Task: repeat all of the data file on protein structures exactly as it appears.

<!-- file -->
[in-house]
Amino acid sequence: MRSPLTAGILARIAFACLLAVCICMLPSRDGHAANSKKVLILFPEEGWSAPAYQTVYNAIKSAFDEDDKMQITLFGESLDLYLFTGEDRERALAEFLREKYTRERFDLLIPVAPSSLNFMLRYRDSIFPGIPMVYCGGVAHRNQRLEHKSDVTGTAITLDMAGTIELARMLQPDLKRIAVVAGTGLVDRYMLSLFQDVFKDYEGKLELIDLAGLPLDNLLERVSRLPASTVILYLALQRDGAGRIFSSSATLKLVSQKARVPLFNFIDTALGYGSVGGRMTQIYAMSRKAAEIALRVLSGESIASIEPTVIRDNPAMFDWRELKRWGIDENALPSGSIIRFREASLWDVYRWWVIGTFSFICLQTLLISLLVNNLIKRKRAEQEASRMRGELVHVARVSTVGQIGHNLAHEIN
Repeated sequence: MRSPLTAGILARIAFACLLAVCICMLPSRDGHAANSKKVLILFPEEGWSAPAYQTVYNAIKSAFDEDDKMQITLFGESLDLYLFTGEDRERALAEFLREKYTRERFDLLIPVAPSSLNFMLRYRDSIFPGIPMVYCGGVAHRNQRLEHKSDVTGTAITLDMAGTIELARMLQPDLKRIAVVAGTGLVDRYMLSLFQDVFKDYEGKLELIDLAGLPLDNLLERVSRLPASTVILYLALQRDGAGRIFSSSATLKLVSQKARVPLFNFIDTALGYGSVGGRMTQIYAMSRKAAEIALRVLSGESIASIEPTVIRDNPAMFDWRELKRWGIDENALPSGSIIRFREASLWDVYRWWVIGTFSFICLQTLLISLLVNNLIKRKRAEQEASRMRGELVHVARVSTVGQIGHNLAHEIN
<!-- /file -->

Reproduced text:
[in-house]
Amino acid sequence: MRSPLTAGILARIAFACLLAVCICMLPSRDGHAANSKKVLILFPEEGWSAPAYQTVYNAIKSAFDEDDKMQITLFGESLDLYLFTGEDRERALAEFLREKYTRERFDLLIPVAPSSLNFMLRYRDSIFPGIPMVYCGGVAHRNQRLEHKSDVTGTAITLDMAGTIELARMLQPDLKRIAVVAGTGLVDRYMLSLFQDVFKDYEGKLELIDLAGLPLDNLLERVSRLPASTVILYLALQRDGAGRIFSSSATLKLVSQKARVPLFNFIDTALGYGSVGGRMTQIYAMSRKAAEIALRVLSGESIASIEPTVIRDNPAMFDWRELKRWGIDENALPSGSIIRFREASLWDVYRWWVIGTFSFICLQTLLISLLVNNLIKRKRAEQEASRMRGELVHVARVSTVGQIGHNLAHEIN
Repeated sequence: MRSPLTAGILARIAFACLLAVCICMLPSRDGHAANSKKVLILFPEEGWSAPAYQTVYNAIKSAFDEDDKMQITLFGESLDLYLFTGEDRERALAEFLREKYTRERFDLLIPVAPSSLNFMLRYRDSIFPGIPMVYCGGVAHRNQRLEHKSDVTGTAITLDMAGTIELARMLQPDLKRIAVVAGTGLVDRYMLSLFQDVFKDYEGKLELIDLAGLPLDNLLERVSRLPASTVILYLALQRDGAGRIFSSSATLKLVSQKARVPLFNFIDTALGYGSVGGRMTQIYAMSRKAAEIALRVLSGESIASIEPTVIRDNPAMFDWRELKRWGIDENALPSGSIIRFREASLWDVYRWWVIGTFSFICLQTLLISLLVNNLIKRKRAEQEASRMRGELVHVARVSTVGQIGHNLAHEIN